Boomkat Product Review:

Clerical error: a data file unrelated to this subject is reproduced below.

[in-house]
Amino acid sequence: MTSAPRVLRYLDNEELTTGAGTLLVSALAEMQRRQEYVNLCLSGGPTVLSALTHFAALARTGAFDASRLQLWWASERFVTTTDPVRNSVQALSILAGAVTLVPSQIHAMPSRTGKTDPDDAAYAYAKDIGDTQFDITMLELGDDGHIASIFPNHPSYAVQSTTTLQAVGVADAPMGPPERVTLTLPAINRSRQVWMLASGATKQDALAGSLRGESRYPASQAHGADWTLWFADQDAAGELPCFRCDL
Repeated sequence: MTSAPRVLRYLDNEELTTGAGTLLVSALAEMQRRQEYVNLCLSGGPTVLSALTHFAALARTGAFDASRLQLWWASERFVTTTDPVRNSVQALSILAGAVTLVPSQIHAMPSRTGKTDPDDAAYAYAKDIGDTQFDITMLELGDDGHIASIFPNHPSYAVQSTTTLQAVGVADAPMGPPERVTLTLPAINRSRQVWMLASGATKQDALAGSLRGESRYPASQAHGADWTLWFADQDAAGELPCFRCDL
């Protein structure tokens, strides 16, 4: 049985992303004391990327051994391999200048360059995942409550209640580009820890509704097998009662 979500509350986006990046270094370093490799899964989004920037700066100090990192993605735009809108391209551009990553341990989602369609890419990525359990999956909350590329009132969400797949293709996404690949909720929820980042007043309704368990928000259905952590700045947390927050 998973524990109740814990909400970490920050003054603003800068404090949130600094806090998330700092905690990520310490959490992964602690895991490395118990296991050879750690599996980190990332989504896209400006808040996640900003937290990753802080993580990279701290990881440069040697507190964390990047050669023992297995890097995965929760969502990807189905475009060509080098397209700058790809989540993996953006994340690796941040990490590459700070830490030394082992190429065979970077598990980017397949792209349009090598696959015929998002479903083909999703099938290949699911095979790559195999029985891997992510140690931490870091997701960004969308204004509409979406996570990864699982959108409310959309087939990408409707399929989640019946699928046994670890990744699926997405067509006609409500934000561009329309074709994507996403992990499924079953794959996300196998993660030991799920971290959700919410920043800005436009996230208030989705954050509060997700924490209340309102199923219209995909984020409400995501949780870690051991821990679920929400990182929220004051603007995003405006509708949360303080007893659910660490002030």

Recorded back in 2006, this album from Rutger Zudervelt must stand as a comparatively early entry into his prodigious catalogue, yet so many of the defining elements of his sound are present in this three-part set. The guitars, field recordings and micro-drones are all present and correct, spread out lucidly across thirty-five minutes. I say lucidly, yet the opening moments secret themselves away at the infrasonic end of the sound spectrum, only clearly making their presence felt when you pause and un-pause the track, causing a pronounced click. A bit of heavy volume cranking reveals a stealthy sub-bass tone that you feel rather than hear, but beware the sudden eruption of percussive guitar harmonics at around 1:20. It's a sudden jolt in amplitude, ushering in the album proper. From here on, brooding ambiguous tones unfurl while high frequency blips pace out a pulse, until the guitar takes over altogether, drifting and fizzling away a little like the title track to David Sylvian's Blemish album. By this first piece's close, clicky contact mic textures lend your ear a more tactile, percussive focus before the second track offers a more immersive, in-depth listen, pieced together from filtered, reverberant string-like samples - much as you might hear on a Biosphere recording. At the risk of putting it too plainly, this is a very good bit indeed. More high frequency textures frame the final moments, leading us into the slightly noisier, bolder climes of the third section, which through certain stages sounds like a distant thunder storm. The booming, cloudy sonorities broaden the magnitude of the piece considerably, as if these airy tones are dissolving off into the horizon. Finally, tiny rhythms emerge, scratching and fizzing the album to a close. Strong material as ever from the prolific Dutchman, taking on a highly musical character despite the very minimal, disciplined sound set it's constructed from. Gorgeous.